STRUT YOUR STUFF
Local brands could up their game by cohesively telling the global market what they have to offer and developing a more collegial, outward-looking strategy
Collectively, SA brands are suffering from a general lack of confidence — and this is the principal reason that many fail to find global traction.
This blunt assessment comes from one of the world’s leading marketing brains, Janbenedict Steenkamp, Knox Massey distinguished professor of marketing at the Kenan Flagler School of Business at the University of North Carolina, in the US.
Steenkamp spoke to the Financial Mail on the sidelines of the recent Wits Business School 2018 Emerging Markets Conference.
Netherlands-born Steenkamp has been ranked number one in the world in scholarly influence in marketing.
Apart from the self-esteem issue, he says local brands also fail to cohesively tell the global market about their strengths and what they have to offer, despite the best efforts of marketing bodies and organisations.
He suggests they need to speak to each other more, find common points of cooperation and synergy, and develop a more collegial, outward-looking strategy.
Steenkamp says local brands also need to work harder at building what he terms the “pride factor”. Chinese and Indian businesses and their consumers, he says, seem to take more pride in their brands and their success than South Africans do.
“In India and China people are constantly asking why they have not produced a Nike or an Apple brand. I don’t think that is the case in SA,” he says.
Steenkamp is baffled at the general lack of brand confidence in SA. “You have all the advantages. SA is the largest brand player on the continent, with well-known names; the country has developed and respected financial institutions and access to capital; and I have witnessed nothing but excellent core brand management competence.”
While this suggestion may stick in the craw of local marketers, Steenkamp says bigger and more complex brands looking beyond just African markets might do well to recruit international management expertise.
“We live now in a competitive global village and the only way to grow market share is by using best practice, no matter where it comes from,” says Steenkamp, a specialist in global marketing, branding and emerging markets and strategy.
Connections and origins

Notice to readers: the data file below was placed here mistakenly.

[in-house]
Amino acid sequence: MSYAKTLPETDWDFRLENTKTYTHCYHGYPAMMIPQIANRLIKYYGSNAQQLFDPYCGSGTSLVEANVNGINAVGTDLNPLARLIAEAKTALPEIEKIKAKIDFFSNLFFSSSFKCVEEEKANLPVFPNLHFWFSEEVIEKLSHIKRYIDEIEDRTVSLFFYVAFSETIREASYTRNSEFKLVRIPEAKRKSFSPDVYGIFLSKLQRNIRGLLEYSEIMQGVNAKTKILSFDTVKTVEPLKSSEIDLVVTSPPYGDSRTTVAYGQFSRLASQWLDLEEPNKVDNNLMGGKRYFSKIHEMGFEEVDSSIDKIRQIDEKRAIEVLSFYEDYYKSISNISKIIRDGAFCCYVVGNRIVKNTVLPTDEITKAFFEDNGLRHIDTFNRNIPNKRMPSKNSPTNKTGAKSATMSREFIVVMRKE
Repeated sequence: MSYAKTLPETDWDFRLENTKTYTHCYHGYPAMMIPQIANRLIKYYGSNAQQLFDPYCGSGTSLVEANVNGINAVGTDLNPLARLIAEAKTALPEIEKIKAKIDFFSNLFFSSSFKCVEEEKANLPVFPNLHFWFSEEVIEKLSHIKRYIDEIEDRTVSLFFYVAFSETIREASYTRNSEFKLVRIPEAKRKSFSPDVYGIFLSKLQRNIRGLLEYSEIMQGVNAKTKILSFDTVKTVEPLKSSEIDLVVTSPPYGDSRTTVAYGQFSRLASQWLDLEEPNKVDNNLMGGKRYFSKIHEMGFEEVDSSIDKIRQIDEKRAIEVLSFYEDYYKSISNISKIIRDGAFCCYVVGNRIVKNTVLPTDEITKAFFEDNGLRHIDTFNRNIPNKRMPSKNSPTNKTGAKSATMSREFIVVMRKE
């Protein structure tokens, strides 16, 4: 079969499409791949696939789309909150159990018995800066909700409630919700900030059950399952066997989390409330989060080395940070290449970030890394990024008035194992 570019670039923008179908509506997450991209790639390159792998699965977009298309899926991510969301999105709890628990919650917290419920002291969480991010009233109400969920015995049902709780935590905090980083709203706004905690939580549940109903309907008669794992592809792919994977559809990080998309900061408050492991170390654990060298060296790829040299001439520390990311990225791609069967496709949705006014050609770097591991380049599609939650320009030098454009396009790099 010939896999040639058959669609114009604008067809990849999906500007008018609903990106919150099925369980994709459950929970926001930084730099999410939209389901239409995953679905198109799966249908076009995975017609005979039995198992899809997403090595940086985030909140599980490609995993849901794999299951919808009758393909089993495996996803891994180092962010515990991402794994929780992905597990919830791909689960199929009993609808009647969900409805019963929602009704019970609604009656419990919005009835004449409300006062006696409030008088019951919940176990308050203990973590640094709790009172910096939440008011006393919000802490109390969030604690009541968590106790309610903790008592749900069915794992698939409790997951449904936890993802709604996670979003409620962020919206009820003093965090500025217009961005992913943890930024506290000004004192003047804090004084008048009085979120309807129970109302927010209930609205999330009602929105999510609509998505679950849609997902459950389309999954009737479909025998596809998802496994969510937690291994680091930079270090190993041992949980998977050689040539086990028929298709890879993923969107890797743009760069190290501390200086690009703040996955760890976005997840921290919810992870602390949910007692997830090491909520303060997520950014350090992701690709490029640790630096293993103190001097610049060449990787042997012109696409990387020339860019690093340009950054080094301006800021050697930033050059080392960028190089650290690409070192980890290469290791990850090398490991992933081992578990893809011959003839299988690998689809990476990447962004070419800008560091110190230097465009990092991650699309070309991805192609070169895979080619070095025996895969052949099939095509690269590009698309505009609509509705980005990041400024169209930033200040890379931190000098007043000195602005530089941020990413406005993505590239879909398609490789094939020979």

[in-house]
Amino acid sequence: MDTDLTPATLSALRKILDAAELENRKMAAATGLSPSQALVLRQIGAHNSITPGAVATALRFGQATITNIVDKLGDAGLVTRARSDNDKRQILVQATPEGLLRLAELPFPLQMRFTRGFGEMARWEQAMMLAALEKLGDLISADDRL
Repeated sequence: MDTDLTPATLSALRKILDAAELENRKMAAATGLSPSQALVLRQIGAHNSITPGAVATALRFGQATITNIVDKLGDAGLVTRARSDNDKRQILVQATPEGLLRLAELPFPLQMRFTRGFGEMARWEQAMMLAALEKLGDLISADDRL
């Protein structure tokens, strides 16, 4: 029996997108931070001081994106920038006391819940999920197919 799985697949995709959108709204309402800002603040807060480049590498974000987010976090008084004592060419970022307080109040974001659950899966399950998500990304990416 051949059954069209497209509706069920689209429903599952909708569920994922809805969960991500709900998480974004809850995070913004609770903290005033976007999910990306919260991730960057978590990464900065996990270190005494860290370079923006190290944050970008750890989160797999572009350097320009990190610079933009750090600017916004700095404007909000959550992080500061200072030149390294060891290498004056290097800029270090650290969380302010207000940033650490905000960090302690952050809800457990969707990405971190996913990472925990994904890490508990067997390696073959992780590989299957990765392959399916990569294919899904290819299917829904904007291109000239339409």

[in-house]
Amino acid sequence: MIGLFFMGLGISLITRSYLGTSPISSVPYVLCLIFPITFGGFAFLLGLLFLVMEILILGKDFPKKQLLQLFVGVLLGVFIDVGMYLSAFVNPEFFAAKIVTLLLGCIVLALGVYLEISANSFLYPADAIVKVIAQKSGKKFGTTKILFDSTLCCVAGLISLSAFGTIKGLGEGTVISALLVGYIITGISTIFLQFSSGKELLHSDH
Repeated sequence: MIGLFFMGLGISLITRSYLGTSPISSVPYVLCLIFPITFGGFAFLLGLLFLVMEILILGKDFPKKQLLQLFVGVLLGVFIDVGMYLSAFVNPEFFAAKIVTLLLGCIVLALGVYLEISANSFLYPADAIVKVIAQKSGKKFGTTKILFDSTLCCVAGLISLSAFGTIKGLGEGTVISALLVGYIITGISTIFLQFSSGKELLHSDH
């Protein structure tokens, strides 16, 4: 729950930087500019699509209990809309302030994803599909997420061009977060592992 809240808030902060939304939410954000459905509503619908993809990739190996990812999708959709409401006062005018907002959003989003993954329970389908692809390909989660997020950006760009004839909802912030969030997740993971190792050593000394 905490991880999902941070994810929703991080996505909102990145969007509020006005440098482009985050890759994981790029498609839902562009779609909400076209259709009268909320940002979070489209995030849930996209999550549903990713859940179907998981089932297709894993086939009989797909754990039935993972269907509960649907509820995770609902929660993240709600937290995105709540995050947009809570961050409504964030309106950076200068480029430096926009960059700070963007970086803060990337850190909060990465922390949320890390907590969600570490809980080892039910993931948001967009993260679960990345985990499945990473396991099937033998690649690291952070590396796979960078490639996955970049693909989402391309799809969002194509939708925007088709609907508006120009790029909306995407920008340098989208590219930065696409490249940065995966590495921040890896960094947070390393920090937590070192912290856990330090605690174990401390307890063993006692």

Another hidden brand weapon, says Steenkamp, is SA’S global connections. “Business people from this country are unusually well connected and this network can be leveraged through the diaspora.”
An Indian brand that has latched onto this thinking is the giant cosmetics marque
Dabur. Through clever packaging and iconography playing on nostalgia and wisdom, it has made huge gains in the UK market among Indian expats.
Steenkamp also asks why SA commodities are not being given a stronger brand treatment. A concerted effort in Colombia to push the strength, history and origin of its coffee has led to a higher price premium.
“Italian wine at times can add a 100% premium just by noting the provenance. Does the SA wine market have an effective and cohesive brand strategy?”
Steenkamp is also part of an initiative in China called Brands Day. This is a chance for businesses to immerse themselves in brand marketing, to better understand each other’s products and work towards a more collaborative strategy for external markets. Local Wpp-aligned ad agencies, including Ogilvy, J Walter Thompson and Y&R, are unlikely to feel any immediate effect from the recent shock resignation of holding company boss Sir Martin Sorrell.
He resigned after allegations of personal misconduct, which he has strongly denied.
Senior local agency insiders tell the that though clients will need to be apprised of the situation, the SA businesses are all strong entities with, as one executive says, “some useful distance from London”.
However, all are noting reports that the sprawling organisation, which consists of more than 400 companies, does face the possibility of a breakup.
Sorrell transformed WPP, a tiny wire-basket manufacturer he acquired in the 1980s, into a giant worth more than £20bn.
Italian wine at times can add a 100% premium just by noting the provenance. Does the SA wine market have an effective and cohesive brand strategy? Jan-benedict Steenkamp